Between 1948 and 1957 there were 15 hijackings worldwide. Between 1958 and 1967, it rose to 48 or about 5 per year. In 1968, there were 38 and in 1969 there were 82, the largest number in a single year. Between 1968 and 1977, the annual average was 41. The numbers dropped and there were 18 per year during the 1988 to 1997 decade. The September 11, 2001 hijacking of three planes resulted in 2,996 direct deaths making it the most fatal in history.  The case of DB Copper is the only unsolved hijacking in American history. The last plane to be taken over was on February 17, 2014 when Ethiopian Airlines Flight 702 was diverted to Geneva and the hijacker was the co-pilot who was arrested.

The airplane stays up because it doesn’t have the time to fall. – Orville Wright

To invent an airplane is nothing. To build one is something. But to fly is everything. – Otto Lilienthal

If you can walk away from a landing, it’s a good landing. If you use the airplane the next day, it’s an outstanding landing. – Chuck Yeager

Airplanes may kill you, but they ain’t likely to hurt you. – Satchel Paige

Also on this day: Phony – In 1951, The Catcher in the Rye is published.
Calendars – In 622, the Islamic calendar began.
No Kissing – In 1451, King Henry VI bans kissing.
Lovely Rita – In 1935, the first parking meter was unveiled.

Tagged with: ,

Forgotten

Posted in History by patriciahysell on July 15, 2014
Alois Alzheimer

Alois Alzheimer

July 15, 1910: The Textbook of Psychiatry is published. Emil Kraepelin’s book was the first to officially name the presenile dementia syndrome after his friend, Alois Alzheimer who first identified the disease. Auguste D, who was 55 when diagnosed, died in 1906 from the condition. During the next few years, eleven similar cases were reported in medical literature and were referring to the disease as Alzheimer’s since he was the first to describe the symptoms and the course of the disease. For most of the 20th century, the diagnosis was reserved for those whose senility began before an expected age. Alzheimer patients were diagnosed between the ages of 45 and 65. In 1977, it was noted that the clinical pathology was nearly identical regardless of age of onset with Alzheimer’s and those suffering from “normal” senility. The causation may be different.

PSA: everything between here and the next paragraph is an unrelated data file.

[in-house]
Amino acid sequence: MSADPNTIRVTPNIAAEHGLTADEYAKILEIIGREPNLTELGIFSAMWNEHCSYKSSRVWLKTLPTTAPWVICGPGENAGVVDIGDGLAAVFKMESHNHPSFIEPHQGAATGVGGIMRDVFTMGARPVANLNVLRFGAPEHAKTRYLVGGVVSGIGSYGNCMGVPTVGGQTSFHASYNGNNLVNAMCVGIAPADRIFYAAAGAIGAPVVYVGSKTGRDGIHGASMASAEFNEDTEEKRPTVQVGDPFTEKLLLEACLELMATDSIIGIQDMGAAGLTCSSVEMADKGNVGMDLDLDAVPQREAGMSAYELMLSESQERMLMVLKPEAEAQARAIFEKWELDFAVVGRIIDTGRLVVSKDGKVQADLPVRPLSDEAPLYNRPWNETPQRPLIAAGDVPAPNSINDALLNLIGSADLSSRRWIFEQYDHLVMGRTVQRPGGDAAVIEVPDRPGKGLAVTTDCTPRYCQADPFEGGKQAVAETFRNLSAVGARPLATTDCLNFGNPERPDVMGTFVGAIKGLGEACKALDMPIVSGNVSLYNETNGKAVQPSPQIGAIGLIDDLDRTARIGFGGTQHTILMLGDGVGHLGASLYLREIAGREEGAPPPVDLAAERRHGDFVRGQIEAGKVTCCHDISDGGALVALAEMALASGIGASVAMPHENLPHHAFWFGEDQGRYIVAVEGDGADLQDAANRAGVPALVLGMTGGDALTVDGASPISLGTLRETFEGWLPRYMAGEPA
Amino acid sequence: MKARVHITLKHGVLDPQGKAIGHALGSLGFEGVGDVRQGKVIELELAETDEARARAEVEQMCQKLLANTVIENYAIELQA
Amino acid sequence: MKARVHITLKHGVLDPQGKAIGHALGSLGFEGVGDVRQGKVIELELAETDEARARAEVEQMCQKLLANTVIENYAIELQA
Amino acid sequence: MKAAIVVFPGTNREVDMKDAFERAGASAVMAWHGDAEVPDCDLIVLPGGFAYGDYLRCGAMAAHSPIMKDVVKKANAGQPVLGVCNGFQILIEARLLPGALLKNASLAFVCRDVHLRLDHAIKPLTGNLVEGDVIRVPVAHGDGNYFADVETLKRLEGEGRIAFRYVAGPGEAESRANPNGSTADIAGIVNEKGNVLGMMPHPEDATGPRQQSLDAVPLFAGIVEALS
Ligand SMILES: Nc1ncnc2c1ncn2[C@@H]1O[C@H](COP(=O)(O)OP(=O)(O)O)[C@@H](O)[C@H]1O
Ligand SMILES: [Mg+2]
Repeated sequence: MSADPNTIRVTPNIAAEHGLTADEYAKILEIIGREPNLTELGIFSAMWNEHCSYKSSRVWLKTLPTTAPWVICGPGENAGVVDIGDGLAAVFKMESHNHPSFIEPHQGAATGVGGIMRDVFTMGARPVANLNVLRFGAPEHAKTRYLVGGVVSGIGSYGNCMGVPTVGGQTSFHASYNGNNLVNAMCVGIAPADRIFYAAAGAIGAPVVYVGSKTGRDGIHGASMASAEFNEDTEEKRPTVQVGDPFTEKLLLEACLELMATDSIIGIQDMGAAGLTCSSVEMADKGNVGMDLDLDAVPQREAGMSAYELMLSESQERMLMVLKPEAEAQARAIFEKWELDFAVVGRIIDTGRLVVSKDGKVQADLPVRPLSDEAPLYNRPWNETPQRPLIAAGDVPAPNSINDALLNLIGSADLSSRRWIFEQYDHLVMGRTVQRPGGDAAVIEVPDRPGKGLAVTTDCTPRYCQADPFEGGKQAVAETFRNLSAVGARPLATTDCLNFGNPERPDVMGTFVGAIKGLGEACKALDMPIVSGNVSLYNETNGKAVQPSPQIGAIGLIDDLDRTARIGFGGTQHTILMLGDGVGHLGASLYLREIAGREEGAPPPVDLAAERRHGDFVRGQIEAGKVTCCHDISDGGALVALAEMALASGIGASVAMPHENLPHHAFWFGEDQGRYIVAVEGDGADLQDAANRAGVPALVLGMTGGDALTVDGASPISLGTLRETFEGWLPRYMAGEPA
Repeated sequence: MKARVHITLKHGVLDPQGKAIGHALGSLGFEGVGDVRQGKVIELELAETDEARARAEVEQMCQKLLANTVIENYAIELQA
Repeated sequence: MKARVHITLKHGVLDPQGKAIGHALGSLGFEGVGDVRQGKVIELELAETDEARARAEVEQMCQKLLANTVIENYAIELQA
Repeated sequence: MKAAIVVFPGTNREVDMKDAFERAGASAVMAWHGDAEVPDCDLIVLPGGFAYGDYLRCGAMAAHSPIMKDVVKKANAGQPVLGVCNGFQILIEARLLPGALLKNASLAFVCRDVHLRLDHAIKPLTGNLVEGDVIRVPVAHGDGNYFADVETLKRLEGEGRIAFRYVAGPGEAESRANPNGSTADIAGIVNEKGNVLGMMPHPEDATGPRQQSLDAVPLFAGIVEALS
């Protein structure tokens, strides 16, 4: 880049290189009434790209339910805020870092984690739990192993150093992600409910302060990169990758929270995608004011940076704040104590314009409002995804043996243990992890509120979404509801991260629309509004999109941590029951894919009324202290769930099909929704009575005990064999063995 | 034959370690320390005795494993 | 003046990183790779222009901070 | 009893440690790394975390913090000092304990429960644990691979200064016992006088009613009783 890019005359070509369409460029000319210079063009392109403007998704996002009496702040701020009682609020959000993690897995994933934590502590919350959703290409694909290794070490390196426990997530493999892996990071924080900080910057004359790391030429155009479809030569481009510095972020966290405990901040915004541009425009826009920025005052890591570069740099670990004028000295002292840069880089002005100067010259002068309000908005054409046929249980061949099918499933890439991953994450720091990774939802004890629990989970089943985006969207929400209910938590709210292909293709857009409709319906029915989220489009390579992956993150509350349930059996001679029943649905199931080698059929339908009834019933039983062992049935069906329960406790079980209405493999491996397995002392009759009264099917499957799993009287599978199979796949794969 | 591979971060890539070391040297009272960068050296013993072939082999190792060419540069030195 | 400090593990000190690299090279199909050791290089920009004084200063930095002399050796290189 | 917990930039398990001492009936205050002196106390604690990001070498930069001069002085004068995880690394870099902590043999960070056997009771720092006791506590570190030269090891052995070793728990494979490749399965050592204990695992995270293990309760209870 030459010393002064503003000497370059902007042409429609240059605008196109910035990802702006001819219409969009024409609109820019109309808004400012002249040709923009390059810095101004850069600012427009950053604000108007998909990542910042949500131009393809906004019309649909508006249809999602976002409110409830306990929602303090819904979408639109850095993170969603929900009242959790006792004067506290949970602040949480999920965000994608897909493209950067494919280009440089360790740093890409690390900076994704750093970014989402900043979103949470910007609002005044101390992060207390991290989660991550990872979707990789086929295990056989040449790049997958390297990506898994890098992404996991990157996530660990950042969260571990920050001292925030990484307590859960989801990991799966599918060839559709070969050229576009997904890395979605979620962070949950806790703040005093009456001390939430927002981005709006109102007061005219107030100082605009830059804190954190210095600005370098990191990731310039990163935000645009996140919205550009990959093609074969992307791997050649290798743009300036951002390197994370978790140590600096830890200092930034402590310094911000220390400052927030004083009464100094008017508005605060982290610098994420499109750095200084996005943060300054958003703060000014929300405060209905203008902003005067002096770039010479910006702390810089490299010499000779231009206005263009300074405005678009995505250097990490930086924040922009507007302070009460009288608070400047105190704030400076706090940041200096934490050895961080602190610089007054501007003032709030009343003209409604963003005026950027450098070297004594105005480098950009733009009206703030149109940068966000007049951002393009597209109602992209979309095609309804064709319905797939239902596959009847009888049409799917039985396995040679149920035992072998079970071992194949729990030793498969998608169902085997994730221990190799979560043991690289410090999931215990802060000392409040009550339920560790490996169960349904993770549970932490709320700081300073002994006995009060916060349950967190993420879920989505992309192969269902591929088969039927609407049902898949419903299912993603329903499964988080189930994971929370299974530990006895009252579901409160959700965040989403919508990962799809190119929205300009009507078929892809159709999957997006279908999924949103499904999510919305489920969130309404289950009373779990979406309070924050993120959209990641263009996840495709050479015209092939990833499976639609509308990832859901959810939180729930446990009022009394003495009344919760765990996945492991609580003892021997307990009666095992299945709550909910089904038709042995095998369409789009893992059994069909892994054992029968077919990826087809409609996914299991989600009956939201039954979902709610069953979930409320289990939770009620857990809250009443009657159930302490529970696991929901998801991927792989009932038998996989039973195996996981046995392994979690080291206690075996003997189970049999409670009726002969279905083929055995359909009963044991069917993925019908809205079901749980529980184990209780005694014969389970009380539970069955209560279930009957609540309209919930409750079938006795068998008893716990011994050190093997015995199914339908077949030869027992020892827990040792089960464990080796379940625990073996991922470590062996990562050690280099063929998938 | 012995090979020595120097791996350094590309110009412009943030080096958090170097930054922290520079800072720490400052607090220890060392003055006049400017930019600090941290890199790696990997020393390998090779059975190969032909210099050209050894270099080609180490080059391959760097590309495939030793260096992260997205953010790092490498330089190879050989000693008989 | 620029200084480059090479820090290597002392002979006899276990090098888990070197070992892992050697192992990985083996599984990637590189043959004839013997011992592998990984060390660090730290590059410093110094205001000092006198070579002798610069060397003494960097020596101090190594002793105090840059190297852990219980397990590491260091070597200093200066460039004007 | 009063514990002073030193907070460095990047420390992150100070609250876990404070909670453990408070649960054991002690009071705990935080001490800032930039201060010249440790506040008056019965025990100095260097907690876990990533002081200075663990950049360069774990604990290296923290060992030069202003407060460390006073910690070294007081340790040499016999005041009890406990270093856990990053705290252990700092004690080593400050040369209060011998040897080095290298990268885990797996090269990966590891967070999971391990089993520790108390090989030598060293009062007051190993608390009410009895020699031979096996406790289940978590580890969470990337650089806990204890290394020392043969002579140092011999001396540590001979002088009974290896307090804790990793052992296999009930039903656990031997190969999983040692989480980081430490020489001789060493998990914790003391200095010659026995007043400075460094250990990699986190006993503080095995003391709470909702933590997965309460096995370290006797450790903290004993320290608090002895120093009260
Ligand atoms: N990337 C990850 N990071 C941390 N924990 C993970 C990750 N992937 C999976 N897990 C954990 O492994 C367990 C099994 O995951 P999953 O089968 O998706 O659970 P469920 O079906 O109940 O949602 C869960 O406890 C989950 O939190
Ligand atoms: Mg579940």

Dementia, and specifically Alzheimer’s disease, is one of the most costly diseases for society in the developed world. The cost of care includes both nursing home admission as well as home health care along with the cost of loss of productivity for both the patient and the caregiver, since care is needed around the clock. The cost of dementia around the world has been estimated to be about $160 billion annually with the cost of Alzheimer’s disease in the US costing about $100 billion each year. The greatest cost is incurred with long-term care provided by professionals – nursing home care. This accounts for about ⅔ of the bill for the US.